Lets look at the sorcerer spell circle in detail:


Blood Burst: An excellent spell that can see you to lord level and then some. Blood Burst only works on living critters, not the unlife. It causes a critter to suffer a level 1 bleeding wound (loosing 1-2 Health Point's per round) for each successful cast. You may as well know that healers aren't the only ones who get to learn what level the different types of wounds are ;) Unfortunately, bleeding spells are best when soloing and poorest for group hunts. More on this important point later.

Mana Disruption: Currently uses the impact crit table and as such is lousy against armored critters. It takes more casts to kill armored critters in the newer UNIX GemStone than it did under the older Mark III system. A disruption crit table is in the works at which should hopefully fix this spell. This is the young sorcerers basic attack spell.

Forget: The 15 second duration is to small to be of any general use. This spell is useful only in a few highly specialized situations. I found it good for soloing wraiths in the few rare instances were the area was empty.

Phase: An interesting concept, but one that is poorly implemented. You can only phase through a door or portal if it can be opened by any player (using the OPEN and CLOSE verbs). Having a lock on the door (regardless of whether the door is unlocked or not) will prevent phase from working. This spell can also be cast at a chest or coffer, and if you don't leave your hand inside there is a small chance you may pull out something. Unfortunately this spell can take literally hours to empty out a chest or coffer and there is no way of knowing if the chest or coffer is actually empty. To my knowledge, every sorcerer who ever made it this far up the base list has complained about phase. On a positive note, phase can be used to detect glyph traps on containers with a 100% accuracy rate. Obviously, this spell is on the "to be tweaked someday" list.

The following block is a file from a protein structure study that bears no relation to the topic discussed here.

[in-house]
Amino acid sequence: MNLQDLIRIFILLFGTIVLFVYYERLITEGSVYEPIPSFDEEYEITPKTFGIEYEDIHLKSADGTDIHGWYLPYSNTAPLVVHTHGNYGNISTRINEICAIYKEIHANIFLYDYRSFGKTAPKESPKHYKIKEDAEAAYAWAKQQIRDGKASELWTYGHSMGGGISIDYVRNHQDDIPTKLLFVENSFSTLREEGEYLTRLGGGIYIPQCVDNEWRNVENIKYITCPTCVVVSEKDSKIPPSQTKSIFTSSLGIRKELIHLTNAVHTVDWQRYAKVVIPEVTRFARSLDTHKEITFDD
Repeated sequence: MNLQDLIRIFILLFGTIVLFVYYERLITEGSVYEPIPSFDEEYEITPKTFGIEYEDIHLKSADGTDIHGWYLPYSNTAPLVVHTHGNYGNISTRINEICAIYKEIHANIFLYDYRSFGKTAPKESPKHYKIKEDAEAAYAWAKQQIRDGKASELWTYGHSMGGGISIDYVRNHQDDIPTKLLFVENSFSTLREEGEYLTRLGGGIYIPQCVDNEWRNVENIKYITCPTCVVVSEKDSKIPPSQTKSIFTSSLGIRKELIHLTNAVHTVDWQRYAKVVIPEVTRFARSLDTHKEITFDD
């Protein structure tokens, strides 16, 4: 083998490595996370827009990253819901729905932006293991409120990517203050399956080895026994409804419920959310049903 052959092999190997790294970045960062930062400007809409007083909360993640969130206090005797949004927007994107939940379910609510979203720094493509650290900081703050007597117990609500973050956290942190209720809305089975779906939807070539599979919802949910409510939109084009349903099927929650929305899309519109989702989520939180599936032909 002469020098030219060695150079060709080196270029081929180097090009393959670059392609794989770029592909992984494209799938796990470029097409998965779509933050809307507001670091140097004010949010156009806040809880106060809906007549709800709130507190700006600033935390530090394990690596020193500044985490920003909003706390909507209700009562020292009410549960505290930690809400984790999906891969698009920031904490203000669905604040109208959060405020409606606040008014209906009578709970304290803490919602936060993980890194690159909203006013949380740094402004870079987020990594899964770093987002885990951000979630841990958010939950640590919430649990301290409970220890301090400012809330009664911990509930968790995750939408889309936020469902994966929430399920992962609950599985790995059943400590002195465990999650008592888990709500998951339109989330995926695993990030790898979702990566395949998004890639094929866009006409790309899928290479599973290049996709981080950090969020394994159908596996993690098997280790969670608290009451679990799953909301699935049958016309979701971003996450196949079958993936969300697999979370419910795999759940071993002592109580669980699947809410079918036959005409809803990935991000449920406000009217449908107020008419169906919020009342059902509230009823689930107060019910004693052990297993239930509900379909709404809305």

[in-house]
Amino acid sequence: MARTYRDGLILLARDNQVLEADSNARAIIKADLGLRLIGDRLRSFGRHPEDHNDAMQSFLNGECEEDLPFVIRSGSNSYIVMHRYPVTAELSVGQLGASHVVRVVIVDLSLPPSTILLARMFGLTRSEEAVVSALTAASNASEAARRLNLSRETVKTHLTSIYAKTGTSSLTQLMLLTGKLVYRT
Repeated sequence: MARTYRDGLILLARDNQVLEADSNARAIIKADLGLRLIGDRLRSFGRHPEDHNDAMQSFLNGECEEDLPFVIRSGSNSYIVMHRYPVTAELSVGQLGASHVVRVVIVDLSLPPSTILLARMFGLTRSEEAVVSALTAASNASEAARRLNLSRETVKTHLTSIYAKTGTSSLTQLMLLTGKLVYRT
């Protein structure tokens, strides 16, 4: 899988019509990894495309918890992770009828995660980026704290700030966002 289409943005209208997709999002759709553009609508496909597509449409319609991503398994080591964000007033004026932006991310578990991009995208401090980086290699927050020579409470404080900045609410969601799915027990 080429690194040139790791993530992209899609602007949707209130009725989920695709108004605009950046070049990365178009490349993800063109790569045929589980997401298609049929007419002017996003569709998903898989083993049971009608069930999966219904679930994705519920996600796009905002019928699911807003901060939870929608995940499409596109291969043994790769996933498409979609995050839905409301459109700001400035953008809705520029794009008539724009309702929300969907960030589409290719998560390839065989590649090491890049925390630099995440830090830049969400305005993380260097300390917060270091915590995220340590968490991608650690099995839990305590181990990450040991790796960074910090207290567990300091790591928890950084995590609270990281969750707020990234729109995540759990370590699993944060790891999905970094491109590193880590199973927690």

Breaklimb: Causes a level 2 bleeding wound on the critter. Otherwise similar to Blood Burst.

Mind Jolt: Causes a short duration stun the length of which is determined by the amount the targets CS roll was failed by. Not as good as the spirit circle stun spell in which the duration is level based (X seconds per level), but costs much less mana to use, so the spells are balanced.

Eye Spy: A good spell for it's mana expenditure. It is the closest thing a sorcerer gets to the Wizard's Call Familiar spell. It is very limited in it's abilities, but can be used to cast the level 17 Evil Eye Spell at range. Remember to always have the eye return to you before the spell duration wears off or you'll have a missing eye and be in a 10 round stun!